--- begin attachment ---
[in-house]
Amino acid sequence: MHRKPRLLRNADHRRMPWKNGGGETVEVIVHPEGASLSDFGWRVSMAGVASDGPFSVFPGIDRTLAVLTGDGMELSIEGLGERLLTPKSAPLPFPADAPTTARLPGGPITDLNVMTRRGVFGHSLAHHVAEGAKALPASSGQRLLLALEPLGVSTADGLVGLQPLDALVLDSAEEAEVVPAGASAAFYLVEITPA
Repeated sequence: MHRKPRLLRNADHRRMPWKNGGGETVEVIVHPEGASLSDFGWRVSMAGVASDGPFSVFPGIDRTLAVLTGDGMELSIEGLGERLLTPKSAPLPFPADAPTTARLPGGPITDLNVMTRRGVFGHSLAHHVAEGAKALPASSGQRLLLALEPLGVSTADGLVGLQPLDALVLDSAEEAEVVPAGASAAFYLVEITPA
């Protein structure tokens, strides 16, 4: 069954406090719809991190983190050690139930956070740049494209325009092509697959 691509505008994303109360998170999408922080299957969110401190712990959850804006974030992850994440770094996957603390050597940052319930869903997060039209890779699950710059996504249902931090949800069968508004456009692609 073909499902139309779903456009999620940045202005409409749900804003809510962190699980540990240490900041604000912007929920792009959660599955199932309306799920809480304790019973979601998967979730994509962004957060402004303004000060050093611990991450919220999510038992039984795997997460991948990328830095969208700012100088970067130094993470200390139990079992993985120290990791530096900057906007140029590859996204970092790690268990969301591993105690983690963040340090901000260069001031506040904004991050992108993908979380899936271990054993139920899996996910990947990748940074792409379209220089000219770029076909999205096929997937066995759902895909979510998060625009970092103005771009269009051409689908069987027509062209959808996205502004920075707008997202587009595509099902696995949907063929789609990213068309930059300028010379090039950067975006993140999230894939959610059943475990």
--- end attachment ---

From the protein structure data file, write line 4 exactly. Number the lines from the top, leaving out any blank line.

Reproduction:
């Protein structure tokens, strides 16, 4: 069954406090719809991190983190050690139930956070740049494209325009092509697959 691509505008994303109360998170999408922080299957969110401190712990959850804006974030992850994440770094996957603390050597940052319930869903997060039209890779699950710059996504249902931090949800069968508004456009692609 073909499902139309779903456009999620940045202005409409749900804003809510962190699980540990240490900041604000912007929920792009959660599955199932309306799920809480304790019973979601998967979730994509962004957060402004303004000060050093611990991450919220999510038992039984795997997460991948990328830095969208700012100088970067130094993470200390139990079992993985120290990791530096900057906007140029590859996204970092790690268990969301591993105690983690963040340090901000260069001031506040904004991050992108993908979380899936271990054993139920899996996910990947990748940074792409379209220089000219770029076909999205096929997937066995759902895909979510998060625009970092103005771009269009051409689908069987027509062209959808996205502004920075707008997202587009595509099902696995949907063929789609990213068309930059300028010379090039950067975006993140999230894939959610059943475990």